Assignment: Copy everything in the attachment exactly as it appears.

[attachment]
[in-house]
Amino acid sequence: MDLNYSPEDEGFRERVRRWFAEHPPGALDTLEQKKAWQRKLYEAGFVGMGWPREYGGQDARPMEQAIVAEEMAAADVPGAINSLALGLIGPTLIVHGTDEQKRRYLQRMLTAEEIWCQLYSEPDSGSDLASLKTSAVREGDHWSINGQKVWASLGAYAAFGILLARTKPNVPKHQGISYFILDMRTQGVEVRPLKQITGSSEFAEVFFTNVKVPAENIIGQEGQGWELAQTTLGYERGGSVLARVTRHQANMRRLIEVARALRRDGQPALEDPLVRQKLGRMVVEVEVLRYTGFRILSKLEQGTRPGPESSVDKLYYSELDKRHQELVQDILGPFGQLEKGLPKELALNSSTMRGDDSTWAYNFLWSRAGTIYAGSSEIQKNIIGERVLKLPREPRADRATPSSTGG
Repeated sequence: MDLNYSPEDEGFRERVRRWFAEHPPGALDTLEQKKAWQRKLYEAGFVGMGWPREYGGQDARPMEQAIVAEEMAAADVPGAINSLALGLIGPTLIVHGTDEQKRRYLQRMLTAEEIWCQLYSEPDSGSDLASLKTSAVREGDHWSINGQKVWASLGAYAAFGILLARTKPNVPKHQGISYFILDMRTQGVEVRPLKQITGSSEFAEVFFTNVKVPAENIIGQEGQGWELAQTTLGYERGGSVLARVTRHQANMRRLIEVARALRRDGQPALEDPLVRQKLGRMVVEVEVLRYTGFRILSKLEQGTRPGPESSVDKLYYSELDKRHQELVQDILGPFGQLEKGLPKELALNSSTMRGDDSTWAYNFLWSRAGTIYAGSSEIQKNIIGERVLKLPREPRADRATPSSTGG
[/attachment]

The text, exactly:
[in-house]
Amino acid sequence: MDLNYSPEDEGFRERVRRWFAEHPPGALDTLEQKKAWQRKLYEAGFVGMGWPREYGGQDARPMEQAIVAEEMAAADVPGAINSLALGLIGPTLIVHGTDEQKRRYLQRMLTAEEIWCQLYSEPDSGSDLASLKTSAVREGDHWSINGQKVWASLGAYAAFGILLARTKPNVPKHQGISYFILDMRTQGVEVRPLKQITGSSEFAEVFFTNVKVPAENIIGQEGQGWELAQTTLGYERGGSVLARVTRHQANMRRLIEVARALRRDGQPALEDPLVRQKLGRMVVEVEVLRYTGFRILSKLEQGTRPGPESSVDKLYYSELDKRHQELVQDILGPFGQLEKGLPKELALNSSTMRGDDSTWAYNFLWSRAGTIYAGSSEIQKNIIGERVLKLPREPRADRATPSSTGG
Repeated sequence: MDLNYSPEDEGFRERVRRWFAEHPPGALDTLEQKKAWQRKLYEAGFVGMGWPREYGGQDARPMEQAIVAEEMAAADVPGAINSLALGLIGPTLIVHGTDEQKRRYLQRMLTAEEIWCQLYSEPDSGSDLASLKTSAVREGDHWSINGQKVWASLGAYAAFGILLARTKPNVPKHQGISYFILDMRTQGVEVRPLKQITGSSEFAEVFFTNVKVPAENIIGQEGQGWELAQTTLGYERGGSVLARVTRHQANMRRLIEVARALRRDGQPALEDPLVRQKLGRMVVEVEVLRYTGFRILSKLEQGTRPGPESSVDKLYYSELDKRHQELVQDILGPFGQLEKGLPKELALNSSTMRGDDSTWAYNFLWSRAGTIYAGSSEIQKNIIGERVLKLPREPRADRATPSSTGG